Here is the contents of his bower. This is the fifth bower he has constructed in the garden carting most of his treasures from place to place. This site is one of the same places he used last year. What can you see?

Here’s a closer look. I have no idea where he collects his treasures from as none of the contents are from my place, except the snail shells possibly. I don’t know whose blue feathers they are either.

I love the Spangled Drongos shape outlined against the morning sky.

The Yellow-faced Honeyeaters mad a nest just outside of the sun room. The nest was well concealed and I had to wait until the babies were out of the nest to have a look at them.

There is always someone looking in the office window to see if I have any snacks. This is a female King Parrot and is Tiny’s mate.

and this is Tiny trying to get my attention.

We went for a drive and on the way home we stopped off at a wetland towards my besties place. In one part of the wetland, two Black-necked Storks were standing around. Here is a back and front photo of them, possibly a male and female.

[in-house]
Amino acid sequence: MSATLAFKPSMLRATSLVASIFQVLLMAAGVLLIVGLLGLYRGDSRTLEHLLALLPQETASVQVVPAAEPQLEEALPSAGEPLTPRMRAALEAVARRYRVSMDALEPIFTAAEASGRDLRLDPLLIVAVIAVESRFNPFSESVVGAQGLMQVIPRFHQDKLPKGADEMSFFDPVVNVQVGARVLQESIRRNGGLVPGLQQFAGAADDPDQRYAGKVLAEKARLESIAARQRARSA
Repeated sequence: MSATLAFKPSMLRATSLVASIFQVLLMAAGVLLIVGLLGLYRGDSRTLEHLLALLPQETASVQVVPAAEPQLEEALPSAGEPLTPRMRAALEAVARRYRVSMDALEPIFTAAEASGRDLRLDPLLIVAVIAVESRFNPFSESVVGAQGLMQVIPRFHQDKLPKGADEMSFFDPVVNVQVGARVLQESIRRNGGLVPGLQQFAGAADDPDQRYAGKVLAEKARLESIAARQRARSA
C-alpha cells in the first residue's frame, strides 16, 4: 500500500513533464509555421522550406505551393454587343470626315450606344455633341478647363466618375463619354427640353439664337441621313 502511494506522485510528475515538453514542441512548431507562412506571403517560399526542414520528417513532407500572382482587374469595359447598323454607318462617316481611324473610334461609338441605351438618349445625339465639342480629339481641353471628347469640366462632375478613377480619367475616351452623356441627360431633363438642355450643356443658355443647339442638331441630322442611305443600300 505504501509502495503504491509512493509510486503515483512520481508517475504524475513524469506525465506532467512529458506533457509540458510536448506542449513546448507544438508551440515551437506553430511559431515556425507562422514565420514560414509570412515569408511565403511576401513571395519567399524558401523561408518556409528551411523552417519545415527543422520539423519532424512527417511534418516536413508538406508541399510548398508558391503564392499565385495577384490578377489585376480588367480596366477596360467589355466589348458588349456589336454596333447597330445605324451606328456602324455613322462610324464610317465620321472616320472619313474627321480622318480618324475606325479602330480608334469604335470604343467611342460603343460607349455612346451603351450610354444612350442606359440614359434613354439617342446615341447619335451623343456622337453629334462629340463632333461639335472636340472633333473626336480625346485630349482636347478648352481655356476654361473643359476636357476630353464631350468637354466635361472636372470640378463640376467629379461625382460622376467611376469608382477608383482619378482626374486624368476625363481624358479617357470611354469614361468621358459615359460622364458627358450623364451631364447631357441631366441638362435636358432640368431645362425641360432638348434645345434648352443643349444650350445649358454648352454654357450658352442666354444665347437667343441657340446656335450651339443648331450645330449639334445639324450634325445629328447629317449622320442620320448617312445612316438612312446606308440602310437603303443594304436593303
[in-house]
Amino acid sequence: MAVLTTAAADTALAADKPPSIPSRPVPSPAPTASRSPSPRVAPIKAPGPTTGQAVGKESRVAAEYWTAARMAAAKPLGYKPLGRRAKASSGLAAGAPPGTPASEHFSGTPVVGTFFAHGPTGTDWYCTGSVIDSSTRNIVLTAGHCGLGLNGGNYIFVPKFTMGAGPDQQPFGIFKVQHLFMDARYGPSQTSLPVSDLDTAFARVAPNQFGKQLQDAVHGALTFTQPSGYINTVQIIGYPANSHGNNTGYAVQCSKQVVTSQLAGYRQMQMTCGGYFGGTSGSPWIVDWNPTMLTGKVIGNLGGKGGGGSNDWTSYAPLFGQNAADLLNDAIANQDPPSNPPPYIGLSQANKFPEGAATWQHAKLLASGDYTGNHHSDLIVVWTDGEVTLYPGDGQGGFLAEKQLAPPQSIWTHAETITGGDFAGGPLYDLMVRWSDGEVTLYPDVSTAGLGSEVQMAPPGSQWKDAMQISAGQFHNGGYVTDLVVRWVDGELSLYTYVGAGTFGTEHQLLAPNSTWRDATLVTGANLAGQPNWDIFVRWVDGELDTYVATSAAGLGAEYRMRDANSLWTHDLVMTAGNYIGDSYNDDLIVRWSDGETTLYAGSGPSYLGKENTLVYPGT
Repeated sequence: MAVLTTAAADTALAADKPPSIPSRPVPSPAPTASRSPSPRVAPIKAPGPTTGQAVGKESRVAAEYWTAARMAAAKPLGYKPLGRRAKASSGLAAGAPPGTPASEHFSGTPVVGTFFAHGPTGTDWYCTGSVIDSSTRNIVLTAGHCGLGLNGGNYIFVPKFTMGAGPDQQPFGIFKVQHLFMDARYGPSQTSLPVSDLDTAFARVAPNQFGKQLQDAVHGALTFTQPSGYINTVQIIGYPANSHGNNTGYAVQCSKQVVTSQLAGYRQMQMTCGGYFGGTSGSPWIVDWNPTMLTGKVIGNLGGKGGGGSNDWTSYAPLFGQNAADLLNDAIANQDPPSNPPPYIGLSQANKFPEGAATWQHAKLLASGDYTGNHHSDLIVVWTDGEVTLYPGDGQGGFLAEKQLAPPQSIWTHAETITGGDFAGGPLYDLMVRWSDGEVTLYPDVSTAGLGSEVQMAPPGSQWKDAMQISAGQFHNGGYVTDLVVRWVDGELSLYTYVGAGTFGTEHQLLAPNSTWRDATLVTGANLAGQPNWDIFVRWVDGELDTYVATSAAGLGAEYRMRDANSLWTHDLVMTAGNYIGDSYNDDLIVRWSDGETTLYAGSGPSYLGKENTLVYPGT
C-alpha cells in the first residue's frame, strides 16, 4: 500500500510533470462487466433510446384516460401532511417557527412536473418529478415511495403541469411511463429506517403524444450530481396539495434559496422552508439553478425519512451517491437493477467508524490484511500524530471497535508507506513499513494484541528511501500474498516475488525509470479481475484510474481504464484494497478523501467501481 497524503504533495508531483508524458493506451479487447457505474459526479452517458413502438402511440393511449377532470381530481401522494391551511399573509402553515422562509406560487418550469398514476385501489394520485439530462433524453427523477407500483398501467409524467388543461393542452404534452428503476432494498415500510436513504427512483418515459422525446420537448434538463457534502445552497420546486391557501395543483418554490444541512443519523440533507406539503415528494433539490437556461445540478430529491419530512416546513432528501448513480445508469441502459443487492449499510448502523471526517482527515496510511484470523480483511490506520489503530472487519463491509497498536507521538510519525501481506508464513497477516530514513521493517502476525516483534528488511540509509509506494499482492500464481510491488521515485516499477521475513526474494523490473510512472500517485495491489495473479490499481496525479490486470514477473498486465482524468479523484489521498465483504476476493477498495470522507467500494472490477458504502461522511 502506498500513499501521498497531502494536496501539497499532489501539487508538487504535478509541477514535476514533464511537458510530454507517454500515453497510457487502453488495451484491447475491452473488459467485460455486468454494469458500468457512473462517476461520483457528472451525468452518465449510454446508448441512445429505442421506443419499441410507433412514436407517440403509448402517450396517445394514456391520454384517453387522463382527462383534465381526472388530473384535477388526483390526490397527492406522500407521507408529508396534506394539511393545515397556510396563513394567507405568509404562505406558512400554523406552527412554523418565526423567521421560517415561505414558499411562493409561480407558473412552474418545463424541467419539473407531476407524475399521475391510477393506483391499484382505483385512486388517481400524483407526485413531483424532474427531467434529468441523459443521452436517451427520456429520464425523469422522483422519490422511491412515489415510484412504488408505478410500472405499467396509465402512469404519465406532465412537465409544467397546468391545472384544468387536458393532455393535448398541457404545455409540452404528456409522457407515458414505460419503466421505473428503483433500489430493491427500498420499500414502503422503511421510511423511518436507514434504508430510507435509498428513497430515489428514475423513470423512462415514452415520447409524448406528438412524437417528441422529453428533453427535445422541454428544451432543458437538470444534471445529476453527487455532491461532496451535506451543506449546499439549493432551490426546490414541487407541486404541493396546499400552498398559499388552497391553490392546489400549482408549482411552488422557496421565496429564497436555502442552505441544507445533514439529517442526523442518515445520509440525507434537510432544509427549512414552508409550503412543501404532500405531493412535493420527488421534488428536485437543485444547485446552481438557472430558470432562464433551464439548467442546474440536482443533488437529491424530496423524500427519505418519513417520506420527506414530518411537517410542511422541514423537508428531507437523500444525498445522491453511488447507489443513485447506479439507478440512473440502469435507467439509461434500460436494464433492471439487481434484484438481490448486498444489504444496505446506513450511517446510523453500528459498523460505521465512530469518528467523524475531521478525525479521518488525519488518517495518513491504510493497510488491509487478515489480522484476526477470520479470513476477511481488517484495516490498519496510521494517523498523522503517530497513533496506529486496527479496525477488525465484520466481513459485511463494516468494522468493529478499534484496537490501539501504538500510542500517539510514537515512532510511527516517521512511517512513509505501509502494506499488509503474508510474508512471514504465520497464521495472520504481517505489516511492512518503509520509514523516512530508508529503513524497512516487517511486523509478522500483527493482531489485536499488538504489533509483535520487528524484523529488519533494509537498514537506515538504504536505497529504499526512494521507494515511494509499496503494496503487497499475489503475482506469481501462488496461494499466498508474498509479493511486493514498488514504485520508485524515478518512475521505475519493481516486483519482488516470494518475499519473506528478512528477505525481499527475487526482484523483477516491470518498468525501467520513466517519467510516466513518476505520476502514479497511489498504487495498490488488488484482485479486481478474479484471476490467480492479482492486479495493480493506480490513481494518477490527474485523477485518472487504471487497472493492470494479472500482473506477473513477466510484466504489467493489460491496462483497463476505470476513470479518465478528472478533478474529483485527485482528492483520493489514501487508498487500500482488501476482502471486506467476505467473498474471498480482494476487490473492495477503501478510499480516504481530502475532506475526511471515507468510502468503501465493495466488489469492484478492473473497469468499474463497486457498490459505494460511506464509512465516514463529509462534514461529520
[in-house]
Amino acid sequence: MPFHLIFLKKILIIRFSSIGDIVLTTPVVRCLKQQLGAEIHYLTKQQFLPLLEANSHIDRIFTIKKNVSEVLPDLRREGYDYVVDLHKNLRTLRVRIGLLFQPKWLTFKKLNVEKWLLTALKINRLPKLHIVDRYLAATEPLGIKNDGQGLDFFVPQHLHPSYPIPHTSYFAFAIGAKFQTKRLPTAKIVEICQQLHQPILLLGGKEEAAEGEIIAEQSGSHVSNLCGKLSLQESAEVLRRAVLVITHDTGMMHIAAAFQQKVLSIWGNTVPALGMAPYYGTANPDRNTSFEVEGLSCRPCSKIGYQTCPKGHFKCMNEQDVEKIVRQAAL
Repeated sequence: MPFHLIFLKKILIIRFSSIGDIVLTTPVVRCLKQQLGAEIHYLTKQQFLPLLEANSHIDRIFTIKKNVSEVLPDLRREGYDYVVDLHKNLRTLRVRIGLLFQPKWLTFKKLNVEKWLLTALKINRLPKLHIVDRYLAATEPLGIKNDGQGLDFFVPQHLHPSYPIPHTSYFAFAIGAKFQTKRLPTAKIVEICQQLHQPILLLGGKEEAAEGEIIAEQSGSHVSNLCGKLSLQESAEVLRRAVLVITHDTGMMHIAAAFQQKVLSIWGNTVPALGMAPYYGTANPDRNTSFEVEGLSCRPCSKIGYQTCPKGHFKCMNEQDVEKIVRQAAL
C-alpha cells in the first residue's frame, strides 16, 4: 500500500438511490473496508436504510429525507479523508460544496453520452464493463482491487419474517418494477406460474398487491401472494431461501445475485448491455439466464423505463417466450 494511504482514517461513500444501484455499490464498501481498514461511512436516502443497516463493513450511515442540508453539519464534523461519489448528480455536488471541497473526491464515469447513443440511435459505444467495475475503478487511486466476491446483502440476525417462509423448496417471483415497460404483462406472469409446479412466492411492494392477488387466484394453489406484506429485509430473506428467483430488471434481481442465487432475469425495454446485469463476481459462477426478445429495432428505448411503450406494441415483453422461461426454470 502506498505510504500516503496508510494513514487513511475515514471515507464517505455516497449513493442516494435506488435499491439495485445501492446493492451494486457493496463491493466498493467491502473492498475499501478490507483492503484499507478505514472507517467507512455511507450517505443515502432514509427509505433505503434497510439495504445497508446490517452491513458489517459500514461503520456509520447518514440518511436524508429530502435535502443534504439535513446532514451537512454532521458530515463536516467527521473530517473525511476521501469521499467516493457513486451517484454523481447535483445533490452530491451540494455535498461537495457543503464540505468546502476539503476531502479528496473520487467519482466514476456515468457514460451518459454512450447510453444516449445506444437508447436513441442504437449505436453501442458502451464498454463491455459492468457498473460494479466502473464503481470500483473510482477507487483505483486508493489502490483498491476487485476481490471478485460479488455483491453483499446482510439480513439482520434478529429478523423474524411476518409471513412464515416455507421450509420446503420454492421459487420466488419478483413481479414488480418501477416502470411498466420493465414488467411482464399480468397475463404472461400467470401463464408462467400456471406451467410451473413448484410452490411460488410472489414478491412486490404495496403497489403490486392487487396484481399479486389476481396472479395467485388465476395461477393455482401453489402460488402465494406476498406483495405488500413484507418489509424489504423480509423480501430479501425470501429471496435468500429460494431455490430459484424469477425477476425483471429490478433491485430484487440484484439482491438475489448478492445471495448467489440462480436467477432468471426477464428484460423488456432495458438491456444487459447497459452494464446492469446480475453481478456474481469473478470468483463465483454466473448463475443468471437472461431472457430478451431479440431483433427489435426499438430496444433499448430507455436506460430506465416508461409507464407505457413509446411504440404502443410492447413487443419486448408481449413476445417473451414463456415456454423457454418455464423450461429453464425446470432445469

On the other side some Australian Pelicans were settling down for the night.

Over the month sometimes the sky looked rather spectacular. I love clouds. These were at my place

These were at my besties

With the warm sunshine starting, the Water Dragons were around sunning themselves.

I had to chase this Goanna from the front of the house. I think he wanted to come inside.

A Carpet Snake was sunning himself on the warm gravel of the driveway until I came outside and he headed off. I think he spent most of the winter in the roof space of my house as I heard shuffling every now and then.

OK I know how much some of you have just sped by the reptiles so here is a bit of cute. A Red-necked Wallaby Joey just hanging in the garden, warming in the morning sun.

Even if you think you are a big boy, Mum always knows you need a good wash. Despite some protests, the face washing went on for a while.

One day we went to Ballina just to get out of the house after the Covid seven day lock down had finished. By the afternoon the sky looked ominous and the seas were quite rough.

It must have been a bumper season and the pink marshmallows are stacked and ready

OK it’s time to head off into the sunset. Thanks for stopping by. I hope you found a favourite or two.

Also for the Changing Seasons which I am co-hosting with Ju-Lyn. Here is Ju-Lyn’s Changing Seasons


Also for Cee’s Mid-week Madness Challenge September: Autumn or Spring
and Terri’s Sunday Stills: #Signs of…. Autumn? Spring?

This is February 2021

Hi there, I found February to be a weird month. It rained for thirteen days with heavy rain at the end of the month filling dams and water tanks for the coming Winter. The rest of the time it was hot and humid so I have limited a lot of photos and might use as separate posts later.